Tuesday, May 4, 1999...

Yep, I survived the Oklahoma tornadoes. About 40 others in metropolitan Oklahoma City didn't. 500 more were injured and thousands were left homeless in what was described as the largest wave of tornadoes in Oklahoma history. But where I was, on the northeast side of town, it rained harder this morning than at any time during the tornadoes.

In fact, I was struck by how little damage the rest of the metropolitan area sustained. Unlike hurricanes and similar storms, where the worst devastation is usually surrounded by areas hit almost as bad, tornadoes can destroy everything on one block while leaving the next block totally untouched. Even when I drove west through Yukon and El Reno, on a road across which at least one tornado had passed the night before, there was no visible damage anywhere. Not even a pile of downed branches.

After delaying my departure to let a wave of heavy thunderstorms pass, I began my day at the National Cowboy Hall of Fame. Most of the museum is actually devoted to Western art, with rodeo performers and Western-movie actors also getting their due. Route 66 then runs past the Oklahoma capital building (the only one in the nation with an oil well on the grounds) before turning west to parallel I-40.

66 across western Oklahoma is as good as road tripping gets, alternating miles of open road with cruises down small-town Main Streets and never requiring me to drive on the Interstate. I could've shot four rolls of film today, but settled for only a roll and a half. By the time I reached Yukon, 20 miles west of Oklahoma City, the sun was shining brightly, and it remained sunny all the way to New Mexico.

Canadian River bridge, east of Bridgeport, OK
In the past five years, two western Oklahoma towns have built their own Route 66 museums. Clinton's Route 66 Museum gets the nod over Elk City's National Route 66 Museum, displaying everything from pre-66 maps to road construction equipment to a reconstructed local diner, all heavily illustrated with postcard images and accompanied by taped narration from Michael Wallis, author of Route 66: The Mother Road. Great gift shop, too.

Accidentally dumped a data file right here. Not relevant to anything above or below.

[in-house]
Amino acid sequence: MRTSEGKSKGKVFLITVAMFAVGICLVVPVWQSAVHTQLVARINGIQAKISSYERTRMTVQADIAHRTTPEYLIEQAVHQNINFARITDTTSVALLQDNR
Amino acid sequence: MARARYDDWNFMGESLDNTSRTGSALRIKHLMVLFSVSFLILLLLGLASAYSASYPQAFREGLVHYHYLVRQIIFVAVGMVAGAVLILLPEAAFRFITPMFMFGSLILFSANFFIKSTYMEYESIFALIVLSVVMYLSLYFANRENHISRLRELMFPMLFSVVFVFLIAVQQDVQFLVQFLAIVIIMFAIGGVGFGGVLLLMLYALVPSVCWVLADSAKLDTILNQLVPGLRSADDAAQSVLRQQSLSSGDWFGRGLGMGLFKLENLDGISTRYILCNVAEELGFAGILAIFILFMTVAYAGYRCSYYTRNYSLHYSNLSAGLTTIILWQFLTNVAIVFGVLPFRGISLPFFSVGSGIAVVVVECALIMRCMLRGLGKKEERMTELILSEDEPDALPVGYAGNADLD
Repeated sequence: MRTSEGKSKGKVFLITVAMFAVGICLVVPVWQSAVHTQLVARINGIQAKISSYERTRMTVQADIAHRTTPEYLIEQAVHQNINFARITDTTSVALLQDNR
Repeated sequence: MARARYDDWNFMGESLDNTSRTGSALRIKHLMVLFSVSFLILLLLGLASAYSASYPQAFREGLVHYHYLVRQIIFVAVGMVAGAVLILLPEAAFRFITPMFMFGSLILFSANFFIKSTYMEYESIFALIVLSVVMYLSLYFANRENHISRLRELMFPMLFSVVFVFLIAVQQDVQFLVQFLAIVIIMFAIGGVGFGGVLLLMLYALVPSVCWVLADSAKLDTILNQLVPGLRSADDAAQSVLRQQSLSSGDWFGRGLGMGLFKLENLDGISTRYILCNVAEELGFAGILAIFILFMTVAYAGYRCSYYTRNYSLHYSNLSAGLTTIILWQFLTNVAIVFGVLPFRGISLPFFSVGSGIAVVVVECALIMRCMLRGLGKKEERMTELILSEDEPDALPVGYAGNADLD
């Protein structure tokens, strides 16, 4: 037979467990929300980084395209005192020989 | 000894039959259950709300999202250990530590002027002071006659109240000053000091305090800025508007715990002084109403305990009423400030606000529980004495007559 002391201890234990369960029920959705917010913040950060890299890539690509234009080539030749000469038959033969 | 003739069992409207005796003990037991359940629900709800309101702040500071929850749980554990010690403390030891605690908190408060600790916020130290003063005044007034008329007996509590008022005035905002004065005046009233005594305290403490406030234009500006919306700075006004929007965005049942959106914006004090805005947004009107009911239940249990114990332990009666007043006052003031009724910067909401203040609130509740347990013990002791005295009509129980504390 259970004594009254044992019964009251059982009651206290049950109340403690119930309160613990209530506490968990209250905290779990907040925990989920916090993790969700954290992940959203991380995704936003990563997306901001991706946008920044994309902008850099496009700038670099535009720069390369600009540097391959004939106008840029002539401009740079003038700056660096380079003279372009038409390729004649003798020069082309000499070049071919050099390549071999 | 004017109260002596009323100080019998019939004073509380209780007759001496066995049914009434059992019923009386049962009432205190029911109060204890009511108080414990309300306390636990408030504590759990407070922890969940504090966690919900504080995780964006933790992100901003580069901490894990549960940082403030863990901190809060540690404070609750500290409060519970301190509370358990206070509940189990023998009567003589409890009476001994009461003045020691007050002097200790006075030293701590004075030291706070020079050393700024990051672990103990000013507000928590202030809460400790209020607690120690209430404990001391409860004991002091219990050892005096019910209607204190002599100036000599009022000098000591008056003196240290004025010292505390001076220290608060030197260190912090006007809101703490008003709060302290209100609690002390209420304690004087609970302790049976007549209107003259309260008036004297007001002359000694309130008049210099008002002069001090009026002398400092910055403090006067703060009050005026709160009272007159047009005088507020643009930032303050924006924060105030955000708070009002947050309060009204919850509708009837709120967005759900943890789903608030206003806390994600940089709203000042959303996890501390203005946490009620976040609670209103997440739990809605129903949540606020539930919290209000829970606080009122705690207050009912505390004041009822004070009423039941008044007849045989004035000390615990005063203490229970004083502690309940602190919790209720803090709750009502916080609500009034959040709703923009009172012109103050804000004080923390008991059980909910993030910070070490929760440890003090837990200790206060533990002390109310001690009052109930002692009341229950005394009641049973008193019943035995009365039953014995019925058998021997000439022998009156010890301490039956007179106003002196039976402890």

I had moved into the Land of the Tacky Roadside Gift Shop, from the Cherokee Trading Post east of Clinton to Amarillo's Big Texan Steak Ranch, which challenges diners: eat a 72-ounce steak, plus side dishes, in an hour and it's free. About a quarter of those who attempt to down 4-1/2 pounds of beef in 60 minutes succeed. I didn't try. Even spotted the trip's first Stuckey's, fifteen miles east of the New Mexico border -- I'll see a lot more of those tomorrow.

Route 66 across northern Texas is nowhere near as scenic as its Oklahoma counterpart. Whereas Oklahoma left Route 66 alone while building the nearby Interstates, Texas often built the Interstate directly atop 66, or just a few feet away. But Texas's Route 66 is much easier to navigate: stay on the Interstate, except to follow the "historic route 66" loops through every town of consequence.

In one of those towns, McLean, the Texas Route 66 museum and Hall of Fame shares space with the Devil's Rope Museum, which shows and tells more than any sane person would ever want to know about barbed wire. Did you know that there's a thriving community of people who collect different types of barbed wire? Sounds like a potentially painful hobby -- and I doubt that the collectors would want to be known as "Barbies." McLean also boasts a 1929 Phillips 66 station restored to its original appearance.

Neighboring Alanreed countered by restoring a more elaborate 1930 station, but inadequate maintenance has left the Alanreed station overrun by weeds.

A traveler on the Interstate encounters bizarre sights at both ends of Groom, Texas. On the east side of town, a water tower was constructed with one leg shorter than the other to make it appear to be falling down, while on the west side a religious group erected what it claims to be the largest cross in the Western Hemisphere, 190' tall, surrounded by Stations of the Cross depicting Christ's last hours.

66 passes through Amarillo on a 20-mile loop. Just west of town, the eccentric "Cadillac Ranch" sculpture -- nine vintage Cadillacs buried in the ground -- was recently relocated a mile or two further west, in a field which remains active cattle grazing land. No signs or markers point the traveler's way. Finally, just before the New Mexico line in the virtual ghost town of Glenrio, a cracked motel sign proclaims "Last Motel in Texas" to westbound travelers, "First Motel in Texas" to the eastbound.

I stopped for the night in Tucumcari, New Mexico, the biggest Town of Motels this side of Breezewood, Pennsylvania. As the only town of any size between Amarillo and Albuquerque, a distance of about 260 miles, Tucumcari has more than one motel room for each of its 2,000 residents, stretched out along a five-mile strip of old 66. Midway down this strip lies the Blue Swallow Motel, 50-year-old home to the best neon sign anywhere along 66. Rates at the Blue Swallow, and many other mom 'n' pop motels in town, start at $19.95/night. I paid more for a modern chain motel, figuring I'd be able to send and receive E-mail, but the local phone system is so antiquated that I can't get a connection.

I'm hoping to reach Flagstaff tomorrow night, from which E-mail access should be easy. If I fall short and end up in Winslow or Holbrook instead, you may receive three days of updates at once instead of just two...
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